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March 9, 1994

Practice Parameter for the Use of Fresh-Frozen Plasma, Cryoprecipitate, and Platelets

Author Affiliations

Ochsner Medical Institutions, New Orleans, La; St Luke's Episcopal Hospital, Texas Heart Institute, and University of Texas Medical School, Houston; Presbyterian Healthcare Services and University of New Mexico School of; Medicine, Albuquerque; William Beaumont Hospital, Royal Oak, Mich, and University of Michigan, Ann Arbor; Blood Systems Inc, Scottsdale, Ariz, and the University of New Mexico School of Medicine, Albuquerque; Baylor College of Medicine and The Methodist Hospital, Houston, Tex.
From the Fresh-Frozen Plasma, Cryoprecipitate, and Platelets Administration Practice Guidelines Development Task Force of the College of American Pathologists (CAP), Northfield, III. A list of the members of this task force appears at the end of this article. The Practice Parameter for the Use of Fresh-Frozen Plasma, Cryoprecipitate, and Platelets was adopted by the CAP House of Delegates on October 14,1992, and the CAP Board of Governors accepted this parameter as official CAP policy on May 14, 1993.

JAMA. 1994;271(10):777-781. doi:10.1001/jama.1994.03510340067036
Abstract

THESE guidelines have been prepared to assist the ordering physician in selecting the proper blood component for obtaining and maintaining hemostasis. While it is not possible to detail every clinical situation for which these components may be indicated, these guidelines will cover most important states. Since these guidelines were developed for adult patients, they may not apply in all cases for pediatric transfusions. Also, these guidelines do not eliminate the need for expert consultation in this complex area of medical practice, and in situations that involve very complex massive bleeding physicians may not be able to adhere to them.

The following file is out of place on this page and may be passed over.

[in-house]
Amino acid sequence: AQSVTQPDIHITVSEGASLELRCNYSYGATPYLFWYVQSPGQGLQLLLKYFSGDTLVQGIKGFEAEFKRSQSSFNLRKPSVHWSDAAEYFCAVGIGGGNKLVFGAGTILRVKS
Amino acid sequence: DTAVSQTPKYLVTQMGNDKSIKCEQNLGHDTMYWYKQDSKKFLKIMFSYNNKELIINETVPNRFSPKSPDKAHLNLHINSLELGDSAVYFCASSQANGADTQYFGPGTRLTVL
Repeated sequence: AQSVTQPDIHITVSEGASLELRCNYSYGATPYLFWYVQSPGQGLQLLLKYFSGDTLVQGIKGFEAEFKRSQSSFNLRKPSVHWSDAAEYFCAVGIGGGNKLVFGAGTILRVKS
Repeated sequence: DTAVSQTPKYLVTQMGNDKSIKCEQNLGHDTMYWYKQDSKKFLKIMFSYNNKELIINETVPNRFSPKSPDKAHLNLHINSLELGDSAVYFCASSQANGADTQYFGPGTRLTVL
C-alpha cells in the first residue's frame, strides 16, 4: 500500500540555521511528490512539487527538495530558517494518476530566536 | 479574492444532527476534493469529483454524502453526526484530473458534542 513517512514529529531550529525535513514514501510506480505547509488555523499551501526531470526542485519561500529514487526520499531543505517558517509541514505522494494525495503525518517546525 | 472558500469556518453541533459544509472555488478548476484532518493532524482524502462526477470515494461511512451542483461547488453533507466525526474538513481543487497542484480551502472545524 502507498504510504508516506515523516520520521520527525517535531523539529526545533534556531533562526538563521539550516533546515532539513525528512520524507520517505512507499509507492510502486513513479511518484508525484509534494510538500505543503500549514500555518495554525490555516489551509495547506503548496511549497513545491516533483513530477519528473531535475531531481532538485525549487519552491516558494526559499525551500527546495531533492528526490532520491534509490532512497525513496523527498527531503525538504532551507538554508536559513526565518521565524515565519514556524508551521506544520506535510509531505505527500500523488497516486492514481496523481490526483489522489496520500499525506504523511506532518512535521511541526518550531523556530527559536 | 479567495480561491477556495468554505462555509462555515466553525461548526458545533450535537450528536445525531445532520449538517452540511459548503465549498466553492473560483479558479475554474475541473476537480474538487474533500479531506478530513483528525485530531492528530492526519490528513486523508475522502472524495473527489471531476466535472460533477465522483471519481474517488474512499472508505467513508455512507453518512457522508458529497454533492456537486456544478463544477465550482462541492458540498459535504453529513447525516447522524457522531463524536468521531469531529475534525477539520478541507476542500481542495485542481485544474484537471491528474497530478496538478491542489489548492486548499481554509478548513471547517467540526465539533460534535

It should be understood that adherence to parameters does not guarantee a successful outcome. Rather, these parameters are provided as an educational tool to assist physicians in providing quality care. If equally valid parameters or views advanced by other respected groups are applicable, the physician is, of course, free to follow

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